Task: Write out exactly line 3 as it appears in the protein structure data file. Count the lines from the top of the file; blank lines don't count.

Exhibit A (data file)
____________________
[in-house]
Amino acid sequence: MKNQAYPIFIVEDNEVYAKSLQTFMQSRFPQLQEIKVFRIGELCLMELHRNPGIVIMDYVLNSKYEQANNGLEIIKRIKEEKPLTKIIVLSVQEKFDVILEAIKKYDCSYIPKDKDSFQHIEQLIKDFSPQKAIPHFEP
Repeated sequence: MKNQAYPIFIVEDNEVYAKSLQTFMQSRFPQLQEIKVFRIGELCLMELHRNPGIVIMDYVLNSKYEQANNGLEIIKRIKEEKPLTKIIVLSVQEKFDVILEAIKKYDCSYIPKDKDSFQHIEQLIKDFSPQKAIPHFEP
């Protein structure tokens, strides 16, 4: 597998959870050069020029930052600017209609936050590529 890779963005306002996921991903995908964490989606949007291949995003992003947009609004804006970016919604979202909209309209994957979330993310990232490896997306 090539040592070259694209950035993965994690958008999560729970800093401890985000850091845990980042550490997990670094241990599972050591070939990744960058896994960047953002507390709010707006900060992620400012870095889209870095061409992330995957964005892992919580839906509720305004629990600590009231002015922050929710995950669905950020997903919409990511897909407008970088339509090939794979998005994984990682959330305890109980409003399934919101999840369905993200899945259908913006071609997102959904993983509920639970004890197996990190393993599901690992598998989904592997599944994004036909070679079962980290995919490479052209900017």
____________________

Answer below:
Repeated sequence: MKNQAYPIFIVEDNEVYAKSLQTFMQSRFPQLQEIKVFRIGELCLMELHRNPGIVIMDYVLNSKYEQANNGLEIIKRIKEEKPLTKIIVLSVQEKFDVILEAIKKYDCSYIPKDKDSFQHIEQLIKDFSPQKAIPHFEP